Grading Drift

I’ve been reflecting on the concept of grade drift recently. My brain usually turns to grade drifting at the end of each semester as I evaluate how objectively I have scored the students. If you’ve never taught before, what I call “grade drift” is the tendency for an instructor to allow their grading standards to drift as they grade an assignment. I’m not sure how prevalent this is for assessments that are concerned with exact answers, such as math, science, engineering, programming, etc. But in assessments that deal with qualitative or creative responses, it’s common for you as an instructor to change your evaluation thresholds as you make your way through the pile of papers.

There are a few reasons why this happens. In my first courses, my grades would drift if I didn’t have a sufficiently robust marking guide to help me narrow down the kinds of answers I was looking for in a student’s response. Now that I’ve taught the course a few times, I know generally what I’m looking for and can go through the assignments with a checklist of items. This form of grade drift is usually related to lacking experience in teaching and grading, especially if your course delivery isn’t tied to your course learning outcomes.

However, there is another reason why your grades might drift. On the one hand, you want to approach your evaluations as if they are objective – that there are clear right and wrong answers. After all, your grading should be defensible, and one way to defend the grade you grant is by pointing to an objective standard. However, on the other hand, you want your evaluations of your student’s work to allow for imagination, creativity, and novel connections between ideas. You also want your evaluations to acknowledge that your classes have unique compositions of people, with their own experiences and their own progressions through your course. Just because you teach the same material each semester doesn’t mean your students progress through it at the same rate. Different students will take the material differently, which means the average response you read through will be different for each cohort of students.

This means that some groups will be “better” than others in how they perform. You can choose to penalize the students for not meeting an abstract standard that you’ve set, or you can meet the students where they are and make it your goal in the course to improve their performance as you go.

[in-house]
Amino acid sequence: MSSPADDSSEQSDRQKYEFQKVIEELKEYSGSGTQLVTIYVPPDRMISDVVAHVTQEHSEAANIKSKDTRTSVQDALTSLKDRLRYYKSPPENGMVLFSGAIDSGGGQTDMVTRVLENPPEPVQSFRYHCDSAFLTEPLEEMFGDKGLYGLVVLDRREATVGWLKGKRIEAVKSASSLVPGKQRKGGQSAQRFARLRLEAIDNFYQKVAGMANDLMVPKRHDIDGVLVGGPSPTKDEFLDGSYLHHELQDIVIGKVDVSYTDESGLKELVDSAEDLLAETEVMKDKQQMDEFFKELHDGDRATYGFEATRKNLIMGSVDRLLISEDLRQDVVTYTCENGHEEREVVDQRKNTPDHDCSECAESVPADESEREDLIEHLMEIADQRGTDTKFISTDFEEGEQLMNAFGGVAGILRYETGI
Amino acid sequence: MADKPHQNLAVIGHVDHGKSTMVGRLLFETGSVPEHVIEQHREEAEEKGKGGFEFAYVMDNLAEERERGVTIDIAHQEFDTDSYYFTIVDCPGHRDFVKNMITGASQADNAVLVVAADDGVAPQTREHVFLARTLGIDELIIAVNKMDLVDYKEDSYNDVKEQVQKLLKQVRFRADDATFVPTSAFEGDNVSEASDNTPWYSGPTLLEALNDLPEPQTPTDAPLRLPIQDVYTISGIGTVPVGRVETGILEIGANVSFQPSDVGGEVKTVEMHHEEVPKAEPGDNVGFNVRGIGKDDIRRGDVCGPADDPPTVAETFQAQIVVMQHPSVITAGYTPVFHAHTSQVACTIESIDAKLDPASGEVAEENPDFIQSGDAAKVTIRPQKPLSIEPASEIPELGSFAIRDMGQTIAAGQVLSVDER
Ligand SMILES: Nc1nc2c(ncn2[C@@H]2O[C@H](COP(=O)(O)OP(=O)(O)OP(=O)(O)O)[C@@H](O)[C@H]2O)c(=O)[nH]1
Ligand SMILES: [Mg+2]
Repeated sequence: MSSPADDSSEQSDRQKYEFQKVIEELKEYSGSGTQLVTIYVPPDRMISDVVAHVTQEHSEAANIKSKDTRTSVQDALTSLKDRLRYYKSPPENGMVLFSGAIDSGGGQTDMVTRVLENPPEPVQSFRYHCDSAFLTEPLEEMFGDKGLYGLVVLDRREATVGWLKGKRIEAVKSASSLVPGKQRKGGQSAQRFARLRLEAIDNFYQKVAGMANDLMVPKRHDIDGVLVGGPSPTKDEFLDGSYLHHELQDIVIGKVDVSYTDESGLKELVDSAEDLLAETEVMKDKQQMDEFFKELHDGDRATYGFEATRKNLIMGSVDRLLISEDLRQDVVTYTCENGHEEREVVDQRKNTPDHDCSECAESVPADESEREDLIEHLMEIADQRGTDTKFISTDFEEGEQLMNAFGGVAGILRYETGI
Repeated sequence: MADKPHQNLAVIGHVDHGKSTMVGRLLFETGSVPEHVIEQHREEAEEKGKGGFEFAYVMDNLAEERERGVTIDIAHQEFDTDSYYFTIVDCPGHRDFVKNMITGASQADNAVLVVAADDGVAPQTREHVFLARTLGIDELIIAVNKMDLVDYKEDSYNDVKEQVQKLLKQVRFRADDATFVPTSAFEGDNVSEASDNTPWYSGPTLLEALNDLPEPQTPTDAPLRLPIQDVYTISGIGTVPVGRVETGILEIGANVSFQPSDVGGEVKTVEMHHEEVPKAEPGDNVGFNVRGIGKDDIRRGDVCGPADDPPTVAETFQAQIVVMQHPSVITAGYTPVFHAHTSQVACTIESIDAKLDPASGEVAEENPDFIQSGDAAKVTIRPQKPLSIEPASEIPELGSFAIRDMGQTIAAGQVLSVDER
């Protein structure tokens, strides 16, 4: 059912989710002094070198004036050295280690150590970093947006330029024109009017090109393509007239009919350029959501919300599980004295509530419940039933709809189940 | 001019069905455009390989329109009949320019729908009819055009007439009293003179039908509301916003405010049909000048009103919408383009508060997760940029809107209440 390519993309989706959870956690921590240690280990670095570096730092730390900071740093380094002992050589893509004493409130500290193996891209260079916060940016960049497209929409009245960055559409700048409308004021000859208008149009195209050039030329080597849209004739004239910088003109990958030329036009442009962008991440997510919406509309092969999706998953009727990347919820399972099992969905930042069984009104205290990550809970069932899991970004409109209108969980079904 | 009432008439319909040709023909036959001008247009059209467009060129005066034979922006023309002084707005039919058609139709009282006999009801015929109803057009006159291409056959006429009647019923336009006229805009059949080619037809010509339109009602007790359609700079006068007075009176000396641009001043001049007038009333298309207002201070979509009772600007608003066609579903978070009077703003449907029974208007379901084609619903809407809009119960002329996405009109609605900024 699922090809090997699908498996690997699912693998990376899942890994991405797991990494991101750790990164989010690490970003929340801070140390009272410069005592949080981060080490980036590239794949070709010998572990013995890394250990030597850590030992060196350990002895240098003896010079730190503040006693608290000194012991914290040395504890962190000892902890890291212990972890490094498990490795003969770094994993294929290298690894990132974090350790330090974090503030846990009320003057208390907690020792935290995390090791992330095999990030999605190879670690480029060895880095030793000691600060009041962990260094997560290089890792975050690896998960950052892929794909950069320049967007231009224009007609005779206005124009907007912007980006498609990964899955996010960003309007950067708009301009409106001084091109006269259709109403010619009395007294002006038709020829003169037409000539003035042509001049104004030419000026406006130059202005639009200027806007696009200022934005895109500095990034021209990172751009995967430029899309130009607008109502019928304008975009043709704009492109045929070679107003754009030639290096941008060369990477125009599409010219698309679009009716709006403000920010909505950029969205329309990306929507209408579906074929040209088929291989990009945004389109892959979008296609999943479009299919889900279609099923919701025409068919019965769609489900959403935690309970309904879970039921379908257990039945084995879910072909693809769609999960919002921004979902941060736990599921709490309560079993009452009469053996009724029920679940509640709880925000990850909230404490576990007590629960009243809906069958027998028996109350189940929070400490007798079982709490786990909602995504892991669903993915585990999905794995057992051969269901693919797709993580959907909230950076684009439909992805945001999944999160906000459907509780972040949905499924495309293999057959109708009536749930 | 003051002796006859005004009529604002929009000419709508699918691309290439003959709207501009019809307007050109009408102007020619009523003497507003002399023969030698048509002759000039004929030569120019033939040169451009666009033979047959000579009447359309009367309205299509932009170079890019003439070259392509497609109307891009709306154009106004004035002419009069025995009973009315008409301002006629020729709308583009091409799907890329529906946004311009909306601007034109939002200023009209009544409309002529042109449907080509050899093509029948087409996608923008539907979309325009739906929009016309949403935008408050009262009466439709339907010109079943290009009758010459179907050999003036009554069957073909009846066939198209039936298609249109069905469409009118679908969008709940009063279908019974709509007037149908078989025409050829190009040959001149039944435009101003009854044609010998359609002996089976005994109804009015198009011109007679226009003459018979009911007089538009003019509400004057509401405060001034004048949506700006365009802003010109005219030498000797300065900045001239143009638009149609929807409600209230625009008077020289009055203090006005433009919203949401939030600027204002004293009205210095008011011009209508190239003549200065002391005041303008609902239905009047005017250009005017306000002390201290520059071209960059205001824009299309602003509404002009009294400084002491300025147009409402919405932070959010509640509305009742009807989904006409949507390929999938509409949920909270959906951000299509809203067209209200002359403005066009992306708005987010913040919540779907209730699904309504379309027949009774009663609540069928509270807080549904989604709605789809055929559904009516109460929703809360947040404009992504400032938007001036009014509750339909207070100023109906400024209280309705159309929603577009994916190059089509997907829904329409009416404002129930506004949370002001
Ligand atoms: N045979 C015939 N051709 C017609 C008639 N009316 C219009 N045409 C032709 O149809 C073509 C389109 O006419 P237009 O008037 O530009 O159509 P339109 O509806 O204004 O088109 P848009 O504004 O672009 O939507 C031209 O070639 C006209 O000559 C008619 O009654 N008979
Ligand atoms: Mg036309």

I know that some instructors will take the first approach. They will believe their teaching, evaluations, and courses are reflective of an external, eternal, objective standard; they don’t think they are being arbitrary. I’m willing to bet that these are also instructors who believe that a 70% in their course is “like a 50% in other courses” (a literal thing I’ve heard said by a peer). I think this approach is wrong and it reflects a misunderstanding of what it means to pass a course. When a student passes a course, it means they have met the minimum requirements of the course learning objectives. Anything above that should reflect varying degrees of competence and mastery. If your course is designed so that a student is only “just” meeting the standards with anything above a 70%, you haven’t calibrated the course or your expectations very well. At an undergraduate level, your job is to elevate your students, and improve their abilities while meeting the program learning outcome objectives.

I find myself on the other side of this issue. I understand what the goals are of the course I teach, and my aim is less concerned with ensuring my students can adequately explain all the theory they are exposed to in the course. Instead, my goals is to make my students better thinkers and writers from where they enter my course to their exit. If they can explain Aristotle’s ideas of tragedy by the end, great! But I won’t lose sleep if they can’t. My course is a general elective, and that means I’m supposed to round them out as students and people. I care less about them absorbing my esoteric knowledge and instead I care more about them learning how to think, reason, and communicate their ideas clearly.

And that’s why sometimes my grades drift as I score the student’s rubrics. I start off with some ideas of where they could be, then I calibrate my grading to meet them at their level. It’s a little more work for me, but I think it better captures the student’s performance.

As indicated above, there are a few strategies for overcoming this, such as having a clear rubric and clear notes on what you are looking for.  Also, marking all the students on one question, one at a time, rather than marking an entire submission will make it easy to compare student fairly.

While this is an unfortunate thing (the students like to think they are being objectively evaluated) this will happen as you come to understand the natural curve of your class.  You can either grade your students to one standard, or you can reflexively respond to your class’s own knowledge and aptitudes.  If your course objectives are clear, then you can feel free to adapt your grading to match the student’s progress.

Stay Awesome,

Ryan

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